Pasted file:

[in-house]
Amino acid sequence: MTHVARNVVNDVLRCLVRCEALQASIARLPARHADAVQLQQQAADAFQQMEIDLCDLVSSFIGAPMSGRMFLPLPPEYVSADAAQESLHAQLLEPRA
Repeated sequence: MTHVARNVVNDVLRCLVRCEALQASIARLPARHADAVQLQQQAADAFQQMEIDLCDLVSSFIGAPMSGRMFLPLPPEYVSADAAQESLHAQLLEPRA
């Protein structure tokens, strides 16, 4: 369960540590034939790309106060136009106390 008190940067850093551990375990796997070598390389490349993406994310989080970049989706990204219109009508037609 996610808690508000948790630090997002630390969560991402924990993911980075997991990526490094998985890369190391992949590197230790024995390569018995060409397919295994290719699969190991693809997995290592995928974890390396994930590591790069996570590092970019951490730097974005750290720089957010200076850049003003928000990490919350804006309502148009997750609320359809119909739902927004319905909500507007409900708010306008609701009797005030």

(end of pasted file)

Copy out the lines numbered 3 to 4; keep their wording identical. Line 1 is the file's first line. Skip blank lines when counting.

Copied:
Repeated sequence: MTHVARNVVNDVLRCLVRCEALQASIARLPARHADAVQLQQQAADAFQQMEIDLCDLVSSFIGAPMSGRMFLPLPPEYVSADAAQESLHAQLLEPRA
């Protein structure tokens, strides 16, 4: 369960540590034939790309106060136009106390 008190940067850093551990375990796997070598390389490349993406994310989080970049989706990204219109009508037609 996610808690508000948790630090997002630390969560991402924990993911980075997991990526490094998985890369190391992949590197230790024995390569018995060409397919295994290719699969190991693809997995290592995928974890390396994930590591790069996570590092970019951490730097974005750290720089957010200076850049003003928000990490919350804006309502148009997750609320359809119909739902927004319905909500507007409900708010306008609701009797005030």